Ruthann Benson (Theatre Arts and Associate Dean CLS)
Rick Rodrick (Communication Studies)

Student Technology Fee Committee
Ron Stoffregen (Theatre Arts)

Replacement Members for the Promotion, Tenure & Salary Committee
Carol Oyster (Professor, Psychology)
Bart Van Voorhis (Assistant Professor, Psychology)

M/S/P (by voice vote) to approve the nominations.

IV. Undergraduate Curriculum Committee Recommendation on Minors.

Don Socha, Chair of the Undergraduate Curriculum Committee, and Diane Schumacher, Registrar, were available to field questions concerning the report.  Dr. Socha reminded the Senate of the origins of the report.  In the past there had been some questions concerning the rigor of some of the minors that came through to the Senate.  Last year the committee was charged with looking into the issues of double counting between a minor and a major or a minor and General Education, the number and type of courses in the minor at the 300 and 400 level, and the rigor of minors, especially those that are interdisciplinary.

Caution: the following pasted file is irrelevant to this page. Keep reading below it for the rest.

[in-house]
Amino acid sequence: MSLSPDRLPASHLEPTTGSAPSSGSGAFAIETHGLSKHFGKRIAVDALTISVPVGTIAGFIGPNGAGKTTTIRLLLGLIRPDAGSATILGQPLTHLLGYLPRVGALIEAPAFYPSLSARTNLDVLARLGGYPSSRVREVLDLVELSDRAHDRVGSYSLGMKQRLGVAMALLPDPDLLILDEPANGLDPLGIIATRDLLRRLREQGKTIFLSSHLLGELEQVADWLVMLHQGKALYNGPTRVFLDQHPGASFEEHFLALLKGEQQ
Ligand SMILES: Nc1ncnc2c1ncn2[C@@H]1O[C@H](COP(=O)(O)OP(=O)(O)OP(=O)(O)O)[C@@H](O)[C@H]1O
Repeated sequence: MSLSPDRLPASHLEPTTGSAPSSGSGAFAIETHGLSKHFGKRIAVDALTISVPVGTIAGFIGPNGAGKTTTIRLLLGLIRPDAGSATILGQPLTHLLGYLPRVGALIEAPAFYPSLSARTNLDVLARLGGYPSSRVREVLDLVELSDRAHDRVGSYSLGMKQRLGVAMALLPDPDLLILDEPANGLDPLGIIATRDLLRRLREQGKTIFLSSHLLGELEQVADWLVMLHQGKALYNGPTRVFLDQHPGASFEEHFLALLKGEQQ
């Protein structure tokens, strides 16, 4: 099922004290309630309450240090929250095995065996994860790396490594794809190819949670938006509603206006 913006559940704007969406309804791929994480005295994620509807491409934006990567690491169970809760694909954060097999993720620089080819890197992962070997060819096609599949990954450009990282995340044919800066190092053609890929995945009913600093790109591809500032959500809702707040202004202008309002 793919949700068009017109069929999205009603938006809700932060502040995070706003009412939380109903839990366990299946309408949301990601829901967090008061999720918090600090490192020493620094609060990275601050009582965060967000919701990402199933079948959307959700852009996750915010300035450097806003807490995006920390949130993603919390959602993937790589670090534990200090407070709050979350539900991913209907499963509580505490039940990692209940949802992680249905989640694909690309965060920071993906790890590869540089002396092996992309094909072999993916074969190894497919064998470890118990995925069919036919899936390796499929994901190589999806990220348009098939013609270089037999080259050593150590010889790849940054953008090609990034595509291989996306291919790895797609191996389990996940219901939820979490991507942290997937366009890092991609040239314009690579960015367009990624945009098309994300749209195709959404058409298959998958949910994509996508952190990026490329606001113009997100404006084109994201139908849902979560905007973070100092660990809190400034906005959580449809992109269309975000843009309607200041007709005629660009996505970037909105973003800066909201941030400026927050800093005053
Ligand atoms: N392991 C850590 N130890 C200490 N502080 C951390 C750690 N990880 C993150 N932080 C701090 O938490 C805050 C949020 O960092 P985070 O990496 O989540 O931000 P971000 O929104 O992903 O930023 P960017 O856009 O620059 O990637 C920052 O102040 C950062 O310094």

There were a few questions concerning wording in the document and a clarification was given as to the meaning of "unduplicated credits" as mentioned in part V.E of the report. It was noted that in Appendix B part II, the NMT major with concentration in Business Administration was not on the list of Majors with Concentrations.  Diane Schumacher  responded that this program is not on the books as an official program.  Paul Taylor, the director of the NMT program, will meet with Diane to address the issue.

Socha then mentioned that the committee is still reviewing the issues of concentrations and emphases. The questions concerning where interdisciplinary minors will be housed has been left up to John Magerus, Dean of the College of Liberal Studies, since most of these minors are in his college.  Dean Magerus is working on a policy statement concerning the housing of these minors. A final comment was made that the review process mentioned in this report is not retroactive to existing programs.